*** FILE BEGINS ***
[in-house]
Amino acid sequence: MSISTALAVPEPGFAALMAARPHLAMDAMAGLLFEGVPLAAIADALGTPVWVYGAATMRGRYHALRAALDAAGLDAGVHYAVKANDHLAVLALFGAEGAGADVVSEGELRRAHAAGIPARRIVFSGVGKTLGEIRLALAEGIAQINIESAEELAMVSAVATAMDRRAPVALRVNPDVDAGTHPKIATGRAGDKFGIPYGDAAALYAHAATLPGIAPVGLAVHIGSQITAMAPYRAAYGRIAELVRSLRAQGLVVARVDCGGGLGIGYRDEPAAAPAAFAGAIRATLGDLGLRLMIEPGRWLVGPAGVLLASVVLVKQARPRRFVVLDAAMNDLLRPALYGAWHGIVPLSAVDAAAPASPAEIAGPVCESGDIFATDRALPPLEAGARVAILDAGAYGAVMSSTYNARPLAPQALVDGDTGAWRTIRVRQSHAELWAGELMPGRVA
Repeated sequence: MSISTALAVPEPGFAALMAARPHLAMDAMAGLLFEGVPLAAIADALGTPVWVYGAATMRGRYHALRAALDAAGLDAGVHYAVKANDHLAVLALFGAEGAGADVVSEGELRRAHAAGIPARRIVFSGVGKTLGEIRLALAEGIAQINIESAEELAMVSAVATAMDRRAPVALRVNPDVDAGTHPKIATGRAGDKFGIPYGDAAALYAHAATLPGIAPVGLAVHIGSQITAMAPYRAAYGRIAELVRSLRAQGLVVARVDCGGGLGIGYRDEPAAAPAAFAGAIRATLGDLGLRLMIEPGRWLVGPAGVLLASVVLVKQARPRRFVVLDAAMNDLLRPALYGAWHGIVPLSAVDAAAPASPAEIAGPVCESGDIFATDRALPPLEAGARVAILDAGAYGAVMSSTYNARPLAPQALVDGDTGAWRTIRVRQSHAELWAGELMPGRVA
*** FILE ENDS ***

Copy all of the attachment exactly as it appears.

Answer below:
[in-house]
Amino acid sequence: MSISTALAVPEPGFAALMAARPHLAMDAMAGLLFEGVPLAAIADALGTPVWVYGAATMRGRYHALRAALDAAGLDAGVHYAVKANDHLAVLALFGAEGAGADVVSEGELRRAHAAGIPARRIVFSGVGKTLGEIRLALAEGIAQINIESAEELAMVSAVATAMDRRAPVALRVNPDVDAGTHPKIATGRAGDKFGIPYGDAAALYAHAATLPGIAPVGLAVHIGSQITAMAPYRAAYGRIAELVRSLRAQGLVVARVDCGGGLGIGYRDEPAAAPAAFAGAIRATLGDLGLRLMIEPGRWLVGPAGVLLASVVLVKQARPRRFVVLDAAMNDLLRPALYGAWHGIVPLSAVDAAAPASPAEIAGPVCESGDIFATDRALPPLEAGARVAILDAGAYGAVMSSTYNARPLAPQALVDGDTGAWRTIRVRQSHAELWAGELMPGRVA
Repeated sequence: MSISTALAVPEPGFAALMAARPHLAMDAMAGLLFEGVPLAAIADALGTPVWVYGAATMRGRYHALRAALDAAGLDAGVHYAVKANDHLAVLALFGAEGAGADVVSEGELRRAHAAGIPARRIVFSGVGKTLGEIRLALAEGIAQINIESAEELAMVSAVATAMDRRAPVALRVNPDVDAGTHPKIATGRAGDKFGIPYGDAAALYAHAATLPGIAPVGLAVHIGSQITAMAPYRAAYGRIAELVRSLRAQGLVVARVDCGGGLGIGYRDEPAAAPAAFAGAIRATLGDLGLRLMIEPGRWLVGPAGVLLASVVLVKQARPRRFVVLDAAMNDLLRPALYGAWHGIVPLSAVDAAAPASPAEIAGPVCESGDIFATDRALPPLEAGARVAILDAGAYGAVMSSTYNARPLAPQALVDGDTGAWRTIRVRQSHAELWAGELMPGRVA